Skip Navigation LinksHome > March 2015 - Volume 31 - Issue 3 > Trigger Points and Pressure Pain Hypersensitivity in People...
Clinical Journal of Pain:
doi: 10.1097/AJP.0000000000000109
Original Articles

Trigger Points and Pressure Pain Hypersensitivity in People With Postmeniscectomy Pain

Torres-Chica, Bárbara PT, PhD*; Núñez-Samper-Pizarroso, César MD; Ortega-Santiago, Ricardo PT, PhD*,‡,§; Cleland, Joshua A. PT, PhD∥,¶,#; Salom-Moreno, Jaime PT, PhD*,‡,§; Laguarta-Val, Sofía PT, PhD*; Fernández-de-las-Peñas, César PT, PhD, DMSc*,‡,§

Collapse Box


Objectives: The objectives of this study are (1) to assess the presence of myofascial trigger points (TrPs) and widespread pressure hyperalgesia; and (2) to assess the relationship between the presence of active TrPs, pain intensity, and widespread pressure hypersensitivity in individuals with postmeniscectomy pain.

Methods: Thirty-three patients with postmeniscectomy pain, 46 to 60 years of age, and 33 matched controls participated. TrPs were explored bilaterally within the tensor fasciae latae, rectus femoris, vastus lateralis, vastus medialis, adductor magnus, adductor longus, semitendinosus, biceps femoris, and gastrocnemius muscles in a blinded manner. TrPs were considered active if the referred pain reproduced knee symptoms. Pressure pain thresholds (PPT) were also assessed bilaterally over the vastus medialis, vastus lateralis, patellar tendon, second metacarpal, and tibialis anterior. Pain was collected with a numerical pain rate scale (0 to 10).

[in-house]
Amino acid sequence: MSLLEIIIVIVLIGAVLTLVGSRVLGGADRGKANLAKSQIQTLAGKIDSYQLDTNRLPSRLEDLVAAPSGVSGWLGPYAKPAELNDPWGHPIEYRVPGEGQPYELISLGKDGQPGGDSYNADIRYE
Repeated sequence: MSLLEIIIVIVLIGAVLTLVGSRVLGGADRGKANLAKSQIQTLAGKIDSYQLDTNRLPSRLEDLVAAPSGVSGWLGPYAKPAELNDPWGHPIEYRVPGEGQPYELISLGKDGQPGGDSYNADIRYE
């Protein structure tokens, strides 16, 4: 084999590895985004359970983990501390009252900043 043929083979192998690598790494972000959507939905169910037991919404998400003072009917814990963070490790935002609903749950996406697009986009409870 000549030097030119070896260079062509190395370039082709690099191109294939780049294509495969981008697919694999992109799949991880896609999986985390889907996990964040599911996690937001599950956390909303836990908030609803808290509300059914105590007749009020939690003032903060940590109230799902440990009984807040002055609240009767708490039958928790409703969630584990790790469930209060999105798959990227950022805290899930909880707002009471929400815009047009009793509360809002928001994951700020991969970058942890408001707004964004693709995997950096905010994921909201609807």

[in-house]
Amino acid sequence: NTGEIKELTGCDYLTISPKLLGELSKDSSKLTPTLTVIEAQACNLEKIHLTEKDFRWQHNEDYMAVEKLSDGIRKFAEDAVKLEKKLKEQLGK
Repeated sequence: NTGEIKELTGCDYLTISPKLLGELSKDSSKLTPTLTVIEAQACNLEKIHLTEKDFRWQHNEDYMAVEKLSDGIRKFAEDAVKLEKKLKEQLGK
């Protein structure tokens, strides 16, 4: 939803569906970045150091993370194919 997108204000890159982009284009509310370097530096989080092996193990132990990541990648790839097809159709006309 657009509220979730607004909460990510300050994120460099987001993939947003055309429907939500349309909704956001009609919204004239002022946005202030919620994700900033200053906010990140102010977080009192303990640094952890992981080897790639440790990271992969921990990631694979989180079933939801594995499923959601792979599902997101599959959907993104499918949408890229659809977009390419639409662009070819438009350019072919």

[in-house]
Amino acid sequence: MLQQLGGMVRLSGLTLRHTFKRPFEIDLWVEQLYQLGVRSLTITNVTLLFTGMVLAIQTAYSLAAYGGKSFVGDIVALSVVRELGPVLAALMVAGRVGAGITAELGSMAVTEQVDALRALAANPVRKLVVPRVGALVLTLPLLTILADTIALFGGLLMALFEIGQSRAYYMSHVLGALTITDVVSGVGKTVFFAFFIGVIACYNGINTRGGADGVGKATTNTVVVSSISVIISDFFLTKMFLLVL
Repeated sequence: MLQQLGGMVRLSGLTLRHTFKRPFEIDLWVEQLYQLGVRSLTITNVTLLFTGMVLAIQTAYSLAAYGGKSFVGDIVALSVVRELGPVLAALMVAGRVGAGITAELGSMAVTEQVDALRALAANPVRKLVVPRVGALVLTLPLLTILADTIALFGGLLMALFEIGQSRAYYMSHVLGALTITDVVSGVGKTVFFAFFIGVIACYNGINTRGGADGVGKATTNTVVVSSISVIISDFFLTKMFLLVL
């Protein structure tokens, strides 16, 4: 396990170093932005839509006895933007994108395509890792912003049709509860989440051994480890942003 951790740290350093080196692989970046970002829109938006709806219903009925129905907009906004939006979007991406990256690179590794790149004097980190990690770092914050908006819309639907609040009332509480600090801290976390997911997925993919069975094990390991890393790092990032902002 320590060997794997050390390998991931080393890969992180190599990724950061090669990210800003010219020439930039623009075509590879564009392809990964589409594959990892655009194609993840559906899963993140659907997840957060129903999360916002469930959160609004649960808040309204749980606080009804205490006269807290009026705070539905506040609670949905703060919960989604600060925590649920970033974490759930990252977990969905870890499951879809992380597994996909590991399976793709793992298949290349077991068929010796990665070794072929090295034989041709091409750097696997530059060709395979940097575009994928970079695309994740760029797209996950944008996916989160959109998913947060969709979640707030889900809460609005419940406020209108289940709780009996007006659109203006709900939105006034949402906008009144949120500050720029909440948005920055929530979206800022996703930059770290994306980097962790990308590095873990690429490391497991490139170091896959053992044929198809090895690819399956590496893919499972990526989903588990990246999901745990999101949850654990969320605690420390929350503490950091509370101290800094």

Results: Patients with postmeniscectomy pain showed a greater (P<0.001) number of active TrPs (mean: 2±1) and a similar number (P=0.611) of latent TrPs (mean: 4±4) than pain-free controls (mean latent TrP: 4±1). A greater number of active TrPs was associated with higher pain intensity (r=0.352; P=0.045). Patients also exhibited reduced PPT over the affected vastus medialis and patellar tendon (P<0.05) and bilaterally over the tibialis anterior muscle (P=0.001). A greater the number of active muscle TrPs was also associated with widespread pressure pain hyperalgesia.

Conclusions: The referred pain elicited by active TrPs reproduced knee symptoms in patients with postmeniscectomy pain. Patients also showed localized reduction of PPT. The number of TrPs was associated with the intensity of pain and pressure hyperalgesia. Our findings suggest the presence of peripheral sensitization in patients with postmeniscectomy pain could be associated with the presence of active TrPs.

Copyright © 2015 Wolters Kluwer Health, Inc. All rights reserved.

Article Tools


Article Level Metrics

Search for Similar Articles
You may search for similar articles that contain these same keywords or you may modify the keyword list to augment your search.